The ash column rose to at least 50,000 ft, according to pilot reports and drifted northeast. LIAT airlines said it was forced to suspend flights into and out of Antigua because of airborne ash clouds from the volcano.
The volcano erupted in 1997 killing 19 people and burying much of the island, including its former capital, Plymouth, which is now abandoned. Half the British territory`s 12,000 inhabitants left and there are less than 5,000 who now call the island home.
Montserrat is entirely volcanic in origin and comprised of three major volcanic centers of differing ages.
Jamaica sugar workers lose jobs, then homes
A double whammy has hit sugar workers in Jamaica. Thousands of former sugar workers, left jobless after the Government's redundancy axe fell on some 7,000 of them in 2008, are now at risk of losing their homes, even as others have had to watch houses and land intended for them, sold on the open market. The open-market sale by the National Housing Trust (NHT) in the face of a more than four-fold jump, since last year, in arrears on subsidised property sold to sugar workers, has set some trade unions on a collision course with the state-owned housing finance agency.
The unions contend that it is a serious breach of the arrangements. The arrangements belong to sugar workers and we are insisting that, until all the sugar workers are properly satisfied, none of the units earmarked for them should be sold to outside groups. The NHT recently placed 114 such housing lots on the market in the Frome area of Wetmoreland because of the inability of sugar workers to buy them.
A total 13,000 sugar workers are slated to join the unemployment line by the time the government wraps up the divestment of all its sugar holdings. Factories and land at Frome, Monymusk in Clarendon and Bernard Lodge in St Catherine are still under government control, while others in St Thomas and Trelawny have already been sold.
Canada set to gobble up Jamaican nursing students
More than 190 Jamaican practical-nursing students slated to depart in a few months after undergoing a rigorous training course accredited by Norquest College in Alberta in collaboration with the Pre-University School. The group is drawn from three of the institution's four campuses islandwide - Kingston, Montego Bay and Portmore.
This arises from an initiative of the Pre-University School's Canadian Licensed Practical Nursing Program, in collaboration with the Jamaican and Canadian governments. The program comes on stream at a time when the demand for qualified practical nurses is on the rise in Canada, especially for residential-care type facilities for that country's ageing baby boomers, and dovetails into the Ministry of Labour's drive to find jobs overseas for qualified nationals. The Pre-University School's 18-month Canadian Licensed Practical Nursing Program is the first such venture by a local institution.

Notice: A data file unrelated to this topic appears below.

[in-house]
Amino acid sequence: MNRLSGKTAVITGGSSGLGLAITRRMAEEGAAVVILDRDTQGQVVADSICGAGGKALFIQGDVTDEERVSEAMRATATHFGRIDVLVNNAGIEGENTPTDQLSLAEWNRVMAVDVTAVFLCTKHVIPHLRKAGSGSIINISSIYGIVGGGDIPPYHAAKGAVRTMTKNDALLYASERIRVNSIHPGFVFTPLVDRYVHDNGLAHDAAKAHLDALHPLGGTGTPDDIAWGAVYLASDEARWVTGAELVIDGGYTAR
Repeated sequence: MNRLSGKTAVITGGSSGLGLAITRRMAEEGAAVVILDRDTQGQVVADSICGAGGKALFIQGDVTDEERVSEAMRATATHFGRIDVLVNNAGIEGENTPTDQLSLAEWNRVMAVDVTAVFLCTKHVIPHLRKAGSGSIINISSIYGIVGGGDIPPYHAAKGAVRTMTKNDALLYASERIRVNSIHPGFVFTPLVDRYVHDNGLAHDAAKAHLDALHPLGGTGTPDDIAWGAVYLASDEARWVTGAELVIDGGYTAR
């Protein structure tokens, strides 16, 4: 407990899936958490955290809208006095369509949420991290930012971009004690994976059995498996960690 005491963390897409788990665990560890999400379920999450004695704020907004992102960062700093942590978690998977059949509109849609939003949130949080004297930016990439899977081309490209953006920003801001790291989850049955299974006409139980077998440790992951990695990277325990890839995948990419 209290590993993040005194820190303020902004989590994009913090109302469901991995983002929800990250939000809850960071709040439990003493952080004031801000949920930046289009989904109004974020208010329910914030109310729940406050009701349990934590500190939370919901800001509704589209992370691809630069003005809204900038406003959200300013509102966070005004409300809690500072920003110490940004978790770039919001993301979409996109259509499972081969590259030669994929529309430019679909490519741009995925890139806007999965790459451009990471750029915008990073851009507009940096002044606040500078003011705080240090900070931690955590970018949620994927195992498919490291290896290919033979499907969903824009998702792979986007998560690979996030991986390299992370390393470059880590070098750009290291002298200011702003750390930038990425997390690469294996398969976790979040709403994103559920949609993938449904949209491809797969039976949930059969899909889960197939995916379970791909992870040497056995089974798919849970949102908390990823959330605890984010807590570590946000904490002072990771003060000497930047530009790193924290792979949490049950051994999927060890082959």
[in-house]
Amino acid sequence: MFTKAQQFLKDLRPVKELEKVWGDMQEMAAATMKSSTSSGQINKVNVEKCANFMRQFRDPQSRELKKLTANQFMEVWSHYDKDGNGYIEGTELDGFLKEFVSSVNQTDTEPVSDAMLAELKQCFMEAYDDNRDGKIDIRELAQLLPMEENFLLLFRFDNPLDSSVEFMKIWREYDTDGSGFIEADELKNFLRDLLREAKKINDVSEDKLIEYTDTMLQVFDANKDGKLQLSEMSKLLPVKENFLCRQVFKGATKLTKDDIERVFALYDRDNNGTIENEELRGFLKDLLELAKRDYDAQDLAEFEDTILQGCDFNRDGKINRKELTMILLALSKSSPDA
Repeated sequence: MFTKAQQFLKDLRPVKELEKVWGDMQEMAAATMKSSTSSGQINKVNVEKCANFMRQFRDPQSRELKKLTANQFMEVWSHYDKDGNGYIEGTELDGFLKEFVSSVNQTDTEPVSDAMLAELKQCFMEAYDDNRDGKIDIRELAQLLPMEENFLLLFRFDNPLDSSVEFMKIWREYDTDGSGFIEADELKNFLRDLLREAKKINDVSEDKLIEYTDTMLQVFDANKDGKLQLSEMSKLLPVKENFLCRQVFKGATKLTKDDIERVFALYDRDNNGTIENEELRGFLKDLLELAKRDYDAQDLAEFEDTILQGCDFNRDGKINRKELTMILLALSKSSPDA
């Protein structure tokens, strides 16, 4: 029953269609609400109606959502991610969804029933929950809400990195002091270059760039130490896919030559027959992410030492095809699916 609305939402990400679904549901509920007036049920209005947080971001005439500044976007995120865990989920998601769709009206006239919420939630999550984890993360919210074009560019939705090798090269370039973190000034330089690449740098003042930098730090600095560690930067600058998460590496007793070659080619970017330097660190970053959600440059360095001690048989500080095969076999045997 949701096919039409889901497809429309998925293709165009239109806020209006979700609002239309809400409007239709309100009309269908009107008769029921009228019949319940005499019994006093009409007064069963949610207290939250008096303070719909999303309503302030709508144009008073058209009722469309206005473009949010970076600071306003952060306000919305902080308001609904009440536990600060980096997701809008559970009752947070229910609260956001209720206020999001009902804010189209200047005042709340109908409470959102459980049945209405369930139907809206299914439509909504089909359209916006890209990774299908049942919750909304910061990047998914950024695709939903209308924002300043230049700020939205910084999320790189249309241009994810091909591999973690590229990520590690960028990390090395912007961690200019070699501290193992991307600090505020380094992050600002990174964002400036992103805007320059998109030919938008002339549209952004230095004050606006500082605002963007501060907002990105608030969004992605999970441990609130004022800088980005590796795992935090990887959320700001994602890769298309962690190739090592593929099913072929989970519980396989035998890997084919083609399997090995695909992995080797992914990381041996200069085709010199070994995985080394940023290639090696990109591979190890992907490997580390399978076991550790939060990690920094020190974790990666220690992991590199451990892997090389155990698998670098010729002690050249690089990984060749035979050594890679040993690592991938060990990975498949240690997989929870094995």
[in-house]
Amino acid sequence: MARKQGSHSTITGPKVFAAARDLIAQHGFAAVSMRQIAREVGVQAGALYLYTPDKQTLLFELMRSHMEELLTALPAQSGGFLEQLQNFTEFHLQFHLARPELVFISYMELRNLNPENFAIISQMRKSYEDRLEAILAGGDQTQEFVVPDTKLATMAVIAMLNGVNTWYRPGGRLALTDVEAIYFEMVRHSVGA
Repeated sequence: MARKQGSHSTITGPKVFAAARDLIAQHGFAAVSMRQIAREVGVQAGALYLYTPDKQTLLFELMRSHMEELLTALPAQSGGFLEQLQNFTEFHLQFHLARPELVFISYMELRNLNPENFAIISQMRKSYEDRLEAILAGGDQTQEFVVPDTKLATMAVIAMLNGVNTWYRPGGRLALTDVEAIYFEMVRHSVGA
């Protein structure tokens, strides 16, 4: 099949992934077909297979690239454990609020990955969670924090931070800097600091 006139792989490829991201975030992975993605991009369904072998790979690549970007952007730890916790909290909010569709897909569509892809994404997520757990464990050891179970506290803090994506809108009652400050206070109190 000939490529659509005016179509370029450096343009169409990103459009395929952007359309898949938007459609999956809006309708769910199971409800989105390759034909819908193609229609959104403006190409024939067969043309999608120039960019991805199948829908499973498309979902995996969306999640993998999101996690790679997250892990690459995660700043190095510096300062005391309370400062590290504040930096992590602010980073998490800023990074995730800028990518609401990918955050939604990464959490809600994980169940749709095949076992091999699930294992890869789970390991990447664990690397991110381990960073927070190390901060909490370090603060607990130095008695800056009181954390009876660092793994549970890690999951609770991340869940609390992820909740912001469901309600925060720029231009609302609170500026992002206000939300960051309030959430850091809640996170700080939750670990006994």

The course is open to individuals aged 18-49, with a matriculation requirement of three subjects, including English language, human and social biology, and mathematics, at the Caribbean Examinations Council or General Certificate of Education level.
Jamaica painter Albert Huie is dead
One of Jamaica’s famous painters, Albert Huie passed away after a long illness. He had been residing in Baltimore, Maryland. Huie was born in Falmouth, Trelawny, on December 31, 1920. He received formal training in art at the Ontario College of Art in Toronto, Canada, and the Camberwell School of Art in London, England.
Huie quickly became a major figure in Jamaican art and his work has gained significant local and international acclaim. His paintings and prints are represented in many private, corporate and public collections, including the National Gallery of Jamaica, where several of his major paintings, such as Crop Time (1955), are on permanent view.
Jamaica agriculture production increases
There is welcome good news on the agricultural front in Jamaica. The Ministry of Agriculture is boasting increased gross output of 23.1 per cent for the entire agricultural sector for the fourth quarter of 2009.
The ministry has said preliminary estimates indicate that there was also a 13 per cent growth in the sector for last year. Numbers released from the Data Bank and Evaluation Division of the Ministry of Agriculture also showed that the domestic crop subsection recorded a 33.5 per cent increase in production for the fourth quarter of 2009, and a 22.4 per cent increase for the year.